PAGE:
As of the end of February, 39,677 New Brunswickers were registered with Patient Connect NB as needing a family doctor, according to the Department of Health.

Fredericton has the most registrants at 7,199, followed by Moncton at 5,967 and Saint John at 5,690.

But not everyone on the list is an orphaned patient, said department spokesperson Bruce Macfarlane. Up to 20 per cent have a primary health-care provider but want to change, he said.

New Brunswickers registered as needing a family doctor
Province 39,677
Zone 1, Moncton area 10,968
Zone 2, Saint John area 9,110
Zone 3, Fredericton area 13,929
Zone 4, Edmundston area 1,946
Zone 5, Campbellton area 1,148
Zone 6, Bathurst area 2,014
Zone 7, Miramichi area 445
Other 117

eConsult avoids unnecessary referrals

The eConsult program, which enables family doctors to consult electronically with specialists, is also proving promising, said Health Minister Hugh Flemming.

The program, introduced in 2018 and expanded in the past month, shows about 40 per cent of cases can be dealt with without the patient being sent to the specialist, he said.

"Unnecessary referrals were avoided by using eConsult, and this has been seen to improve population health, it reduces the per capita spending, it provides better and quicker service, it's higher level of patient and provider satisfaction. So it's a very good program."

Four new specialties — cardiology, hematology, medical oncology and internal medicine — have been added to the program, bringing the total to 15.

Municipalities with more than 500 'doctorless' registrants
Municipality Total
Fredericton 7,199
Moncton 5,967
Saint John 5,690
Dieppe 1,717
Riverview 942
Edmundston 757
Quispamsis 719
Oromocto 695
Woodstock 596
Bathurst 540

Patient access to medical file

The premier also envisions expanding the e-health records system to give patients access to their own medical file so they can "be more in tune with their particular situation" and get any test results as soon as they're available instead of waiting days or weeks to hear them from their doctor.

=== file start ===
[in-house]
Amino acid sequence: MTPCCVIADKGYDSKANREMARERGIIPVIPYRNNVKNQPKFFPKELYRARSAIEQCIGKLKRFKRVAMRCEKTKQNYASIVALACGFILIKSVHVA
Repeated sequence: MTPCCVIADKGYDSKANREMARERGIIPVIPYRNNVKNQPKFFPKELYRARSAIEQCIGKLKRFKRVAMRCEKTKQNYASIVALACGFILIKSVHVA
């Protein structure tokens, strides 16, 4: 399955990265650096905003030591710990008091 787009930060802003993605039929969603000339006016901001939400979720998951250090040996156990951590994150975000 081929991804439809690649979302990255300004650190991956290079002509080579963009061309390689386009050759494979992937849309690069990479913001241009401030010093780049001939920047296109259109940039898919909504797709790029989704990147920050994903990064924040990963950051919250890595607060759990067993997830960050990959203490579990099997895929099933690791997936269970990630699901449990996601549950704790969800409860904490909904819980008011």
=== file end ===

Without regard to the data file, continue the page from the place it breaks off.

"The sky's kind of the limit," Higgs said.

Last week the province launched a new web portal — — where people tested for COVID-19 on or after April 20 can securely access their results online as soon as they are available instead of waiting for a phone call from Public Health.

They will still receive a call from Public Health, but the site will enable them to get their results faster, as soon as the tests have been processed, usually within 24 to 48 hours.

As of Wednesday, New Brunswick hasn't had any new cases of COVID-19 for 11 days. (CBC News)

New Brunswick marked its 11th straight day with no new cases of COVID-19 on Wednesday.

Of the province's 118 total cases to date, only four remain active, one of whom is in hospital, chief medical officer of health Dr. Jennifer Russell announced. That's a 97 per cent recovery rate.

But Russell expects a second wave of the virus related to travel or even community transmission.

'Walls have really come down'